Fideicomiso: Also referred to as a trust, this is considered to be the safest and most popular of the options out there. The fideicomiso is a corporation or business that is created by Argentines. The trust is set up at the time of putting money down on the property. This is not a way for the foreigner to get around the clearance process, but instead is a way to purchase the property, knowing that they will never be denied ownership of the property because the title is held by the Argentine company. That is not to say that the foreigner is not able to try for clearance on their own while the property is in a trust. 

There are reputable companies in Argentina that are set up for this purpose alone. With the fideicomiso, the foreigner is able to purchase the property under the company’s name. There is a special power of attorney (a poder) that explicitly confirms that this is the buyer’s property and that the company has no power over the property without said persons consent. The company, with the owner’s money, is responsible for taxes on the place, as well as paying for any major improvements on the land. In exchange for their services there is a fee, which varies from company to company, but is around US$1500 to US$2000 per year. If the owner of the property decides that they would like to sell the piece before obtaining clearance, they will be subject to the capital gains taxes applicable at the time of sale. Also, any income that may be derived from the property will also be subject to a corporation income tax fee because of being held in a trust.

En Comision: En comision is different than the fideicomiso, in that the buyer has a relationship with an Argentine that they trust. The person purchases the property on the buyer’s behalf, with the buyer’s money. This is all written out in a power of attorney (again, a poder). The poder strictly prohibits the Argentine to sell, rent or do anything with the property. It is also stated that the piece, in case of death of the Argentine native, goes to the foreigner, with this option, the capital gains taxes and corporate income taxes can be avoided. The important point here is that the Argentine is completely trusted, because if clearance is not obtained the property will remain in the name of the said Argentinean. It is extremely important that the buyer move ahead on trying to obtain clearance immediately to show that they are not trying to get around the Zona de Seguridad process.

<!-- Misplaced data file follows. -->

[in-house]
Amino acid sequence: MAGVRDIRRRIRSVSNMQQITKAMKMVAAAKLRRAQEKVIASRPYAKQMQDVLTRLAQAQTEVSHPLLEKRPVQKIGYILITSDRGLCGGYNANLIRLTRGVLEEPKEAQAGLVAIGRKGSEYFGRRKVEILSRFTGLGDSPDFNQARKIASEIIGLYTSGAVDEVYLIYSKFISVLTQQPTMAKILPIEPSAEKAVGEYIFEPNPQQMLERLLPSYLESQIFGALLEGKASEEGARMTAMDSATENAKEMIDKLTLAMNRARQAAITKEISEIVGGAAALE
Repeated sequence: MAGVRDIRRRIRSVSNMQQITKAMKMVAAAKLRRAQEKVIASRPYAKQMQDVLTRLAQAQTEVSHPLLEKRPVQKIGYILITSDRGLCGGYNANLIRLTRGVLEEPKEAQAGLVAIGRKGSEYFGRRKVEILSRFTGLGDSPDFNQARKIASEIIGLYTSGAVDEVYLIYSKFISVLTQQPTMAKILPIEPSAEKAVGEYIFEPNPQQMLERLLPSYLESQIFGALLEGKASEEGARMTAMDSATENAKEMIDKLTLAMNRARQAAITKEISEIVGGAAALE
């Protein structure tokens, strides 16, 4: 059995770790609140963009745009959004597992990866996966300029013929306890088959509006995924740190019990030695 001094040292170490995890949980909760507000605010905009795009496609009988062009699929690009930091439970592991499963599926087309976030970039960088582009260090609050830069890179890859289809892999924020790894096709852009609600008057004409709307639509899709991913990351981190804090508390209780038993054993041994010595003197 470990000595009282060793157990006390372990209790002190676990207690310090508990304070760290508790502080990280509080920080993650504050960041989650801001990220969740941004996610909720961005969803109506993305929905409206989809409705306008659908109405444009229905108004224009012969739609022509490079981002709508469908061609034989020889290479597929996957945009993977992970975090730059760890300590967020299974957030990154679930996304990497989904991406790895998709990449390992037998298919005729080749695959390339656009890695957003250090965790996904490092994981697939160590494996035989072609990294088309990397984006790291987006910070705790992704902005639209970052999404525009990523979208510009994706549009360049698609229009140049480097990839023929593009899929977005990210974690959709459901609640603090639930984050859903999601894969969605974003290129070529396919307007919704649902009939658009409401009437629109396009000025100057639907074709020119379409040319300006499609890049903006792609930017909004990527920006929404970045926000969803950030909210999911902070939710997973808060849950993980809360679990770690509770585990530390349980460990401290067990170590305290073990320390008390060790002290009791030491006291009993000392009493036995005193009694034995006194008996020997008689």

En Comision #2: The second version of the en comision involves the seller of the property and should only be done if the buyer knows and absolutely trusts the seller. It is the same process as the previously mentioned option. The power of attorney is, basically, the title until clearance is issued. The poder is applicable for ten years. If at the end of ten years an answer has yet to be received, it can be written for another ten years.

Permanent Residence: The fourth option is only applicable to those that plan on living in the country full time and are willing to travel the long road to permanent Argentine residency. According to different companies that we spoke with, after two to five years of permanent residency the buyer of the property is treated as an Argentine citizen. They then go through the regular process that any Argentinean would have to go through to receive clearance.

As stated before, there is a way to work through the bureaucracy madness, if so desired. It just takes patience and an understanding that things do not work the same way as in other countries. When we found our place, with its million dollar view, we knew that we were up to the challenge of jumping through the hoops. For us, it was worth it. Each day that I look out my window and see the sparkling, blue waters of Nahuel Huapi and snow-capped Andes mountains, I know there is no other place on earth where I would rather be. 

Update: As of March, 2009, the process for buying in all Zona de Seguridad areas has changed for properties 5,000 square meters or under. Resolución 166-2009 states that properties located within the Zona de Seguridad area are automatically approved for foreign buyers if the property has the following criteria:

  • Located in an urban or suburban area
  • Less than 5,000 square meters/approximately (1.25 acres of land)
  • Not purchased for a business purpose
Related Topics
Living in Argentina: Articles and Expatriate Resources
Real Estate Abroad
More by Shanie Matthews
Living Outside the Box in Bariloche, Argentina
Living in Mendoza, Argentina: The Best of Both Worlds
Living in Buenos Aires: Enjoy a Better Life in the Capital of Argentina
Teaching English as a Foreign Language in Argentina
Adventure Activities in San Carlos de Bariloche
How to Move Your Possessions Overseas

About Us  
Contact Us  
© 1997-2024 Transitions Abroad Publishing, Inc.
Privacy Policy Cookie Policy Terms and Conditions California Consumer Privacy Act (CCPA) Opt-Out IconYour Privacy Choices Notice at Collection